Maybe trying to confuse the jurors and claim that their "product" was downloadable in "perfect digital quality" already back then and defendant Tenenbaum had no need to use the non commercial product offerings from other musiclovers since RIAA-members were the customer-friendliest and broadest market players that had all their back catalogue product ready for "sale" ("sale" in quotation marks, since even nowadays you can not "buy" the songs in mp3 from amazon but only pay for a usage license according to the fineprint regarding mp3 "sales") back then already.

(that availability of legal offerings must be the reason why even the plaintiffs expert liebowitz notes in his "p2p hurt sales report" that "the share of catalog and deep catalog albums increased after 1999" must it not?)
[no, wait! That can't be, it can't be that free p2p showed the kids all the good old songs and then they turned and bought them, can it?] [well, I guess, if I would get $500 from the MAFIAA for my writings, I would draw conclusions they like to hear even from the most obvious data that is in contrast to their claims. No need to blame Mr. Liebowitz here!]

Alter_Fritz said...


Wow, a few hours ago I mentioned in a subnote the "problems" of "buying" digital content (.mp3 files from amazon), and now I read the story that digital content and amazon is even more scary!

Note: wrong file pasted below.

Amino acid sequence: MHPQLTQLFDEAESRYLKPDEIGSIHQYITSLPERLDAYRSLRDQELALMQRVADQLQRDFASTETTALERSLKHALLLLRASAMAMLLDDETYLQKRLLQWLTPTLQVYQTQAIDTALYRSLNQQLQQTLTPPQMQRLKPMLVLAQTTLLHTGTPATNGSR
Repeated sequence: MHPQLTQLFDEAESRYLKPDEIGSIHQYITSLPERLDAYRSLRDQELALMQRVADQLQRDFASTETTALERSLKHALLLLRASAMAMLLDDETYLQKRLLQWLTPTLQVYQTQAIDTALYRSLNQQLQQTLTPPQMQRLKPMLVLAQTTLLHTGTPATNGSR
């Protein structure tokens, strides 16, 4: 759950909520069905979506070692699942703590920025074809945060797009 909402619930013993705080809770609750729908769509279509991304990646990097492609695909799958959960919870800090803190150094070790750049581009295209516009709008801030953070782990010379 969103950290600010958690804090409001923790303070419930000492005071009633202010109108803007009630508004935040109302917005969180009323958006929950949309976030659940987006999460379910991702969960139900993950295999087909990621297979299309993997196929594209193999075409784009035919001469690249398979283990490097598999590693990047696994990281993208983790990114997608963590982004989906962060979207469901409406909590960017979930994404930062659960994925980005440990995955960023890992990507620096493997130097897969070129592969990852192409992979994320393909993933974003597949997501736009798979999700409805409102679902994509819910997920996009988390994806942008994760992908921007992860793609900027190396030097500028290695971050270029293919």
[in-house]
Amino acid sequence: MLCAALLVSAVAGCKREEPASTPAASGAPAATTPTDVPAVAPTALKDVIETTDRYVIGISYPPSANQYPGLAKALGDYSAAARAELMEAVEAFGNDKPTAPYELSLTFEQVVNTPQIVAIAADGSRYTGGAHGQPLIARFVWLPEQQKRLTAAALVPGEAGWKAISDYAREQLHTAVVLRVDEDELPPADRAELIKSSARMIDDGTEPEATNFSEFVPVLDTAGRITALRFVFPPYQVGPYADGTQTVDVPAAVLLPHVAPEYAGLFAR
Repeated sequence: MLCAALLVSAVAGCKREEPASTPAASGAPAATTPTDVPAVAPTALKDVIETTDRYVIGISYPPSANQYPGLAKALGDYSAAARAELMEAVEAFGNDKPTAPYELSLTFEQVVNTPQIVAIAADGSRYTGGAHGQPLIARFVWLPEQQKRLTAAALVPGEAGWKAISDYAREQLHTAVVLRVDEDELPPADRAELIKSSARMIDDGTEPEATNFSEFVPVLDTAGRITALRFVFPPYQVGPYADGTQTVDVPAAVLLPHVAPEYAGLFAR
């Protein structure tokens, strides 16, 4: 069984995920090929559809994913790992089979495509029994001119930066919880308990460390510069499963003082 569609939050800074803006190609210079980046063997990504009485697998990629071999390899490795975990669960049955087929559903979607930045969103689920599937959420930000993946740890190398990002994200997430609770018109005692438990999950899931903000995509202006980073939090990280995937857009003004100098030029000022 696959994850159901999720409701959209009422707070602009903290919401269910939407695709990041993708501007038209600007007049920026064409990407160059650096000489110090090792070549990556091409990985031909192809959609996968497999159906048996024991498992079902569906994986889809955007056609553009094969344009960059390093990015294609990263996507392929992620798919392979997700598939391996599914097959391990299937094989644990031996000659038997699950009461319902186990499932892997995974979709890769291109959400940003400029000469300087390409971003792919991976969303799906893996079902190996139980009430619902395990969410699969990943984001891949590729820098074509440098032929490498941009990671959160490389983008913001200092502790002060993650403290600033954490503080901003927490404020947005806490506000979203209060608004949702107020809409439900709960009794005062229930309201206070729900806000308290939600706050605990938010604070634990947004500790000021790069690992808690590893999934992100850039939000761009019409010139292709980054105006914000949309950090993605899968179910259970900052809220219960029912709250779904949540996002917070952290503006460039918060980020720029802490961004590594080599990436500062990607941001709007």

Imagine you "buy" a perfect digital copy of a dead tree physical product and they delete it afterwards!
That's what happended according to reports:

Anonymous said...


In the case of the Amazon Kindle deletions of _1984_ and _Animal Farm_ by George Orwell, the publisher in question did not have distribution rights in the United States (but did have rights for other countries).

I'm not sure if Amazon deleted the titles from all users or only US consumers. They did however, refund the purchases.

The mess was caused by Amazon not spelling out what they were going to do, and why they did it. They confused a lot of people with their initial explanatory letter.


Alter_Fritz said...



Well, if the publisher (from my unverified hearsay information even an amazon controlled company!) had no right to offer the book in the USA, I guess the US Customers should be greatful that they got at least their money back then. ;-)
After all, if they had bought a physical object for some extra cheap price and it later turned out that product was illegally sold, they would not only probably lose that object to the rightful owner/the authorities that prosecute the criminal seller of stolen goods without getting their money back from the illegal seller, but maybe even investigate the buyer under suspicion of dealing in stolen goods?
Begs the (not so serious) question: How expensive must non-physical product from amazon be that one can claim a good faith belief defense in the legitimacy for "buying" it?

What might happen next to kindle owners that ignore now the warning text on that australian university website and load an australian public domain edition onto their device?

I find the points raised in comment #151 posted by Anonymous, July 20, 2009 2:50 AM under the boing boing posting the ones worth thinking about